July 15th, 2009 by Darren Cottingham
With GM sending the Pontiac brand name to the scrapheap, there was no doubt Holden was nervous, it supplied VE Commodores as Pontiac G8s. Now, according to GM’s Bob Lutz, the plan is to continue offering the VE but rebadged as a Chev Caprice. “The last time we looked at [the G8], we decided that we would continue to import it as a Chevrolet. It is kind of too good to waste.” Was the comment from Lutz.
As previously reported, there is also a feasibility study going on bassed around weather the cars could also be used as successful law enforcement vehicles to replace the current out dated American fleet. Either way, It looks like Holden Australia are going to have plenty of orders coming in.
July 6th, 2009 by Darren Cottingham
HSV has just confirmed that the E Series range will be given a significant upgrade with new features, driver enhancements and visual changes for introduction later this year.
According to Managing Director Phil Harding, the multi-million dollar program includes major visual differentiation and introduces at least five firsts for Australian production cars — offering a shot in the arm for the local industry.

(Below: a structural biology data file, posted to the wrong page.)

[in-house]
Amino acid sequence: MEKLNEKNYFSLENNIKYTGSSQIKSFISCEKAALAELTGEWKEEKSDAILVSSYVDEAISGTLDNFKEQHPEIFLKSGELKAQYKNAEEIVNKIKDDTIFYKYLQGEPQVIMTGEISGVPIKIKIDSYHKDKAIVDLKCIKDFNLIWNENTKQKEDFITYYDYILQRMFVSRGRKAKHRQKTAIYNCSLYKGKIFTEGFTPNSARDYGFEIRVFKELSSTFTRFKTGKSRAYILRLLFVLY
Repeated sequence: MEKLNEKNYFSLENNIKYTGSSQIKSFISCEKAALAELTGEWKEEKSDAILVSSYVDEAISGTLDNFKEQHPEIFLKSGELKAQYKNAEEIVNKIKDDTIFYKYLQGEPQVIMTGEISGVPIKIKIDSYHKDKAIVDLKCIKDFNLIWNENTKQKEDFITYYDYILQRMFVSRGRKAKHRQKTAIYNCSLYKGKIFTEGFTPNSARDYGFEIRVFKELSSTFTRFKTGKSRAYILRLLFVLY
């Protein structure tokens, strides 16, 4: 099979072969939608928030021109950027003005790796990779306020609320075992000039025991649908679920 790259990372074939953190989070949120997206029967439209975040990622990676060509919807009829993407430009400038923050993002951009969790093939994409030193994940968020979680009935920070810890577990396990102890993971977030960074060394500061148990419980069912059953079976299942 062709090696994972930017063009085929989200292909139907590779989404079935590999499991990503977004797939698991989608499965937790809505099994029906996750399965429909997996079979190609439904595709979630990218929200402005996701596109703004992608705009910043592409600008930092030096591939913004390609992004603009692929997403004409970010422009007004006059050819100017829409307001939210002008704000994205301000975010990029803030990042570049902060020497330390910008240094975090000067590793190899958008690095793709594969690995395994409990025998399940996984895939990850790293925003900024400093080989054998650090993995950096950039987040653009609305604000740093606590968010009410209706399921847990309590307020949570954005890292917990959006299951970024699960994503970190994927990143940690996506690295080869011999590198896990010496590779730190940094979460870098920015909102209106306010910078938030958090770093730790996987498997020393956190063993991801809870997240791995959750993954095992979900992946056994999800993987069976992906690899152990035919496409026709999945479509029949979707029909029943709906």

“We know our customers want the latest technologies, as well as distinctive luxury and performance features in their HSV,” he said. “Our customers will be delighted with the delivery of improved economy, more power, some truly exciting driver enhancements and distinctive design themes.”
HSV will start a staged preview campaign aimed at generating customer interest and demand in the new model. Dealers, frequent buyers and loyal customers will be supplied this information ahead of general release because of the importance of this new model to HSV.
“This represents a massive change for the E Series HSV range and is the culmination of three years of research and development,” Phil Harding said.
More details will be released when E Series 2 nears launch. Until then, click here to check out the HSV website for further information on the E Series 2.
July 3rd, 2009 by Darren Cottingham